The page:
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Thomas F. Nickel (DE-587) 1944-1972

(DE-587: displacement 1,450; 1ength 306'; beam 37'; draft 13'9"; speed 23.6 knots; complement 221; armament 2 5-inch, 4 40 millimeter, 10 20 millimeter, 2 depth charge tracks, 8 depth charge projectors, 3 21-inch torpedo tubes; class Rudderow)

Thomas Frederick Nickel -- born on 18 July 1921 in Lansing, Mich., to Mr. and Mrs. Fred Nickel -- enlisted in the U.S. Marine Corps Reserve on 3 February 1942 and reported to served at Parris Island, S.C., on 5 February 1942 for boot camp training. Transferred to Quantico, Va., on 23 March 1942, he was ordered overseas on 28 April 1942.

Private Nickel was serving with the First Marine Raider Battalion when it landed at Tulagi, Solomon Islands, on 7 August 1942. That day, he worked his way forward under heavy machine gun fire and knocked out a Japanese position with hand grenades, enabling his squad to advance without further casualties. Mortally wounded in the attack, however, Private Nickel was posthumously awarded the Silver Star.

Thomas F. Nickel  (DE-587) was laid down on 15 December 1943 at Hingham, Mass., by the Bethlehem-Hingham Shipyards; launched on 22 January 1944; sponsored by Mrs. Fred W. Nickel; and commissioned on 9 June 1944, Lt. Cmdr. Claude S. Farmer, USNR, in command.

After shakedown training in the Caribbean from 29 June to 26 July 1944, the destroyer escort made one round-trip voyage across the Atlantic escorting convoy UGS-50 to Bizerte, Tunisia, and back before departing Boston with Escort Division (CortDiv) 71 on the last day of September 1944, bound for the South Pacific.

She transited the Panama Canal on 15 October 1944 and, after calls at the Galapagos and Society Islands, arrived at Espiritu Santo on 1 November. There, after the destroyer escort had taken on 15 aerial torpedoes as deck cargo, she headed for Manus. She delivered her ordnance cargo at Seeadler Harbor on 7 November. Three days later, the ship lay anchored slightly more than a mile from the ammunition ship Mount Hood (AE-11) when the latter vessel exploded, but she was not damaged.

Thomas F. Nickel next proceeded to New Guinea and arrived at Humboldt Bay on 21 November 1944. The following week, she again put to sea in the screen of a Philippine-bound convoy. She arrived at San Pedro Bay, Leyte, on 15 December and, two days later, began the return voyage to Hollandia with another convoy.

On 28 December 1944, three days after Christmas, the destroyer escort departed Aitape with Task Group (TG) 78.1, the San Fabian Attack Force, which was transporting the 43rd Infantry Division to make the initial assault against Luzon. The American ships entered Linagayen Gulf on 9 January 1945, and the DE protected the landings. She was then assigned to the antisubmarine and antiaircraft screen until 18 January. On 10 January, the attack transport Du Page  (APA-41) was hit and badly damaged by a suicide plane. A boat from Thomas F. Nickel rescued five of the kamikazied ship's crewmen who had been blown overboard and gave them medical attention.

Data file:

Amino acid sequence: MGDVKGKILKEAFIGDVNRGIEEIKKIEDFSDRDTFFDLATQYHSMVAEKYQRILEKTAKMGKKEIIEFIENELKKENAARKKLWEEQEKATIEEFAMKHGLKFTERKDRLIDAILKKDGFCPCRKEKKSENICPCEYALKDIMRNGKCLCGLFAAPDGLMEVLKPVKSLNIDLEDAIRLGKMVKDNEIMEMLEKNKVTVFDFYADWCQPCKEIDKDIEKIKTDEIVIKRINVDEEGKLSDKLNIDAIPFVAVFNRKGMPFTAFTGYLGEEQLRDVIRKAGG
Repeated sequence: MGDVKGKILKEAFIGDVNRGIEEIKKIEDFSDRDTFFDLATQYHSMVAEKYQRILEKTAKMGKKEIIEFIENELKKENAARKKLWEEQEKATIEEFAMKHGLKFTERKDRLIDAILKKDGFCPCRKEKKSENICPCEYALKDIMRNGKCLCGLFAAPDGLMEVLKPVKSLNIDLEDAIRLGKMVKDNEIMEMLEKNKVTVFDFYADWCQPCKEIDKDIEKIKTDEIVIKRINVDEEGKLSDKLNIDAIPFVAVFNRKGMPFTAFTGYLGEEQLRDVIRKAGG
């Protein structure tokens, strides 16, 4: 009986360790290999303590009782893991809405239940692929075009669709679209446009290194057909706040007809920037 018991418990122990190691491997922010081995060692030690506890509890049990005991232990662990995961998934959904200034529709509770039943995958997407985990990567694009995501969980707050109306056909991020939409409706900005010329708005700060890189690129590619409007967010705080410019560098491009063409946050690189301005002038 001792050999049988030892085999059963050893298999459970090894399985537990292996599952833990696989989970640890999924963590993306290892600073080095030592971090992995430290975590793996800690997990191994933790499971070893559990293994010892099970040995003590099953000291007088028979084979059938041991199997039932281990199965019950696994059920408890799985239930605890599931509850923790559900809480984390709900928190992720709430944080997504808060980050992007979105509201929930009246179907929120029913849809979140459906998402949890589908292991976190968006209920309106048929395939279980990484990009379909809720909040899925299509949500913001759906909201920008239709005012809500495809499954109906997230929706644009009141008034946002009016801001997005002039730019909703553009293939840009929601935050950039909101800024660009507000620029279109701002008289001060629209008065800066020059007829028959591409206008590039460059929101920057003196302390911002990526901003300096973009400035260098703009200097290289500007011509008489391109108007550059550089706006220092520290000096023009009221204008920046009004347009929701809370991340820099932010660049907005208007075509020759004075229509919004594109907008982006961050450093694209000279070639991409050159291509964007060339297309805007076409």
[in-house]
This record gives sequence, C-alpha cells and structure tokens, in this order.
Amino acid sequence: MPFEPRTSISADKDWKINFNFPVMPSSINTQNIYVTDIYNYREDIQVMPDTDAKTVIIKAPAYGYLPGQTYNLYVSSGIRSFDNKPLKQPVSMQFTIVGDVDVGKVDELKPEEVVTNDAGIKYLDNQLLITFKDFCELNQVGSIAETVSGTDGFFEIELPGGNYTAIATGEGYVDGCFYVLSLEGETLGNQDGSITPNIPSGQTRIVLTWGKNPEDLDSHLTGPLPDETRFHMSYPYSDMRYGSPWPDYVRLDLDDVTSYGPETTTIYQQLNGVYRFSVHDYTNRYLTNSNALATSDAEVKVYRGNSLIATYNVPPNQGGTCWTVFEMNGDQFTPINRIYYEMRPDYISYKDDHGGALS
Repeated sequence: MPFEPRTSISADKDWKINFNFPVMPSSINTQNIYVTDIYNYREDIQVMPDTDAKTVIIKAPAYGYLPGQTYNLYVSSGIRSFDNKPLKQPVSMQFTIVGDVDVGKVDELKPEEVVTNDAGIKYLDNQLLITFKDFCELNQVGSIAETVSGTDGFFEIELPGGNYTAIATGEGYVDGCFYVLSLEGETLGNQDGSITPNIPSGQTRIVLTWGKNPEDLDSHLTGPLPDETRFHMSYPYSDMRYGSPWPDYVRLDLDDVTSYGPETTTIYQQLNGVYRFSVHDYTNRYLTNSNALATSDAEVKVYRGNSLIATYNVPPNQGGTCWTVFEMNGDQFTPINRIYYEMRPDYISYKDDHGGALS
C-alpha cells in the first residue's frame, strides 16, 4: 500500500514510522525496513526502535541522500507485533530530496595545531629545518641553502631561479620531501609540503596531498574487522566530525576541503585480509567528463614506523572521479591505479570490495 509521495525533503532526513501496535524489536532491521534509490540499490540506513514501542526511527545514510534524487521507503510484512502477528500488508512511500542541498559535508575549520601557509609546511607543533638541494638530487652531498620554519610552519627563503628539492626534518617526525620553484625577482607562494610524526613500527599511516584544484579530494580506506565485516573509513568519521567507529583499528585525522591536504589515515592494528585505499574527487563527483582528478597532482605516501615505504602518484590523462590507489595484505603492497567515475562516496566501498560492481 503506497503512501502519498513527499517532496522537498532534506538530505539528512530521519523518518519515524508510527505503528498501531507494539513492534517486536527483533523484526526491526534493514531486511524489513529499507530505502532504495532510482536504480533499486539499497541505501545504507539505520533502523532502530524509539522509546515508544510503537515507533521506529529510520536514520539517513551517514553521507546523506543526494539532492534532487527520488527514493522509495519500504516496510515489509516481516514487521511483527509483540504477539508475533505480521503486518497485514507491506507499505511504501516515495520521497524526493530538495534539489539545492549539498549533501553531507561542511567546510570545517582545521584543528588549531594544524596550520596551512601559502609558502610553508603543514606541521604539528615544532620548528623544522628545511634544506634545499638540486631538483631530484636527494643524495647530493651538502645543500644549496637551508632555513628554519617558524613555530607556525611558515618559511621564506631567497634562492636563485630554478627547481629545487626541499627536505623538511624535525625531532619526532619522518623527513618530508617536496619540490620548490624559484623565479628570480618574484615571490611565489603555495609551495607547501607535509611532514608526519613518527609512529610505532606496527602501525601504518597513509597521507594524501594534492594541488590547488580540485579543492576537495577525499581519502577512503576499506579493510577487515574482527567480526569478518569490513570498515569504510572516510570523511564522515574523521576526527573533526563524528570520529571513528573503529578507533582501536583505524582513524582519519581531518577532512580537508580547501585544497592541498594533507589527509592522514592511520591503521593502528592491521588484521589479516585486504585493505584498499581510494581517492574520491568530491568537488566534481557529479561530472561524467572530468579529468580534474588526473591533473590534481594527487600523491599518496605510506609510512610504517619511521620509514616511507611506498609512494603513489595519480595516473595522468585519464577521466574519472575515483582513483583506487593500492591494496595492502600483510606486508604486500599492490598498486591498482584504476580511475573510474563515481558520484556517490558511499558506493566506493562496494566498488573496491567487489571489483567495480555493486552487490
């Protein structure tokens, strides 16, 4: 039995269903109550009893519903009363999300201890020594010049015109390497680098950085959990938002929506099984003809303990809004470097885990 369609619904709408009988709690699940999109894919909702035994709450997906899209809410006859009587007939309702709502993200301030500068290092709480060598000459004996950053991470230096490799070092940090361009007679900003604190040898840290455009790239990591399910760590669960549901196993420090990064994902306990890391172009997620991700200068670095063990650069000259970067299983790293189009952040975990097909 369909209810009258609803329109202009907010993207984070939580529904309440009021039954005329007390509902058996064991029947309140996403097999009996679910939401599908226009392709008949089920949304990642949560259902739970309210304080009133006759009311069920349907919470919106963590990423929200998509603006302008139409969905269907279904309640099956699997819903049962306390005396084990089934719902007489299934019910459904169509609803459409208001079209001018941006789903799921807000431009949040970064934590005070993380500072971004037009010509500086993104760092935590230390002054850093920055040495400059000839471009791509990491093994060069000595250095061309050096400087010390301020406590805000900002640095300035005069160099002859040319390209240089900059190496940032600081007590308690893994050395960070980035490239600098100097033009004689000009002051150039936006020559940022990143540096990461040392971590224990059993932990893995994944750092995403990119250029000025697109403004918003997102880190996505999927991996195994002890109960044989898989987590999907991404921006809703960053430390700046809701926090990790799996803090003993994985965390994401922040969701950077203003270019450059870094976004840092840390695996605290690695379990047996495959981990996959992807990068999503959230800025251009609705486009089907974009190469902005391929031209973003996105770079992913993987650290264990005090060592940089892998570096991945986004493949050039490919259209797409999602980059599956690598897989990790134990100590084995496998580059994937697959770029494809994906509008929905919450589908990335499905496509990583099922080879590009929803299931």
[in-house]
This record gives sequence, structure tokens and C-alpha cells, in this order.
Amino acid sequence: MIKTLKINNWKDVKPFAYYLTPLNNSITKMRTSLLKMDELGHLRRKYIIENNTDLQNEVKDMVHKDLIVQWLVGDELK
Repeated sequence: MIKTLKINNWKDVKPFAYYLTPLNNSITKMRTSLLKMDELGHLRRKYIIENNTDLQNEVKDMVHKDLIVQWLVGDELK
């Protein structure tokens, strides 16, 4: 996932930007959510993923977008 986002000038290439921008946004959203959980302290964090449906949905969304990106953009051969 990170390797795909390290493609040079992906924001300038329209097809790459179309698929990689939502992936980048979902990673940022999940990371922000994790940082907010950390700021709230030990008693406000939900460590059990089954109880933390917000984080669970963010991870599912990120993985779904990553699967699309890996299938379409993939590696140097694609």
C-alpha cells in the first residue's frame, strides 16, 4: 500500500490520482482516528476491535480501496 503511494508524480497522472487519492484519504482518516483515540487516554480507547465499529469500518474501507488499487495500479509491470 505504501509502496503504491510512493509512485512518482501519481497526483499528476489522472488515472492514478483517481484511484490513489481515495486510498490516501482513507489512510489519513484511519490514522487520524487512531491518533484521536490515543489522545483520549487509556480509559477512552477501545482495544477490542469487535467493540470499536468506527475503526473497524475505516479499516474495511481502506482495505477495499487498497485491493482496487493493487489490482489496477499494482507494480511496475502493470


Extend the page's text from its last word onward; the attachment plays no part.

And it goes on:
On 18 January, orders sent Thomas F. Nickel  to New Guinea waters to conduct antisubmarine patrols between the islands of Biak and Owi. In early February, however, she found herself heading back to the Philippines in the screen of TG 78.6, the third Lingayen reinforcement group. She remained in the Lingayen area of Luzon from 6 February until 7 March. In the following months, the escort vessel performed antisubmarine patrol and escort duty between San Pedro, Subic Bay, and ports in New Guinea and the Carolines.

On 6 August 1945, Thomas F. Nickel  departed Subic Bay with a convoy to refuel at Buckner Bay and returned to the Philippines escorting the dock landing ship Oak Hill (LSD-7). On the evening of 12 August, Oak Hill reported a periscope on her port quarter and, eight minutes later, a torpedo wake 2,000 yards astern of her. Thomas F. Nickel made several depth charge attacks and then lost contact. Both ships arrived safely at Leyte on the 15th, the day hostilities ended. The amphibious ship's assailant had been I-58  (Cmdr. Hashimoto Mochitsura), the Japanese submarine responsible for the sinking of the heavy cruiser Indianapolis (CA-35) less than a fortnight before. I-58  had unsuccessfully employed manned torpedoes (kaiten) in her attack on Oak Hill.

The destroyer escort made one more round-trip voyage to Buckner Bay in late August 1945, escorting Cabildo (LSD-16) there and returning with Hocking (APA-121). She operated in the Philippines until 29 November when she got underway for the United States.

Thomas F. Nickel arrived at San Diego on 18 December 1945 and was decommissioned on 31 May 1946. However, in June, she was assigned to the 12th Naval District as a training ship. On 31 October, she arrived under tow at San Francisco and was subsequently moved to Sacramento for use as a naval reserve armory.

The destroyer escort was reactivated on 8 July 1948 and placed in service as a naval reserve training ship. She made weekend and two-week cruises to Mexico, Canada, Alaska, Pearl Harbor, and Pacific coast ports. After the ship was recommissioned on 22 September 1950, she continued the same duty. She operated out of San Francisco until December 1951 when she moved to San Diego.

On 25 November 1957, Thomas F. Nickel was assigned to the Pacific Reserve Fleet. She was decommissioned on 26 February 1958 and berthed at San Diego until she was stricken from the Naval Vessel Register on 1 December 1972. Her hulk was sold for scrap at San Jose, Calif., to the Levin Metals Co. on 9 June 1973.

Thomas F. Nickel received one battle star for her World War II service.

Corrected, Robert J. Cressman

27 October 2015

Published: Tue Oct 27 11:48:56 EDT 2015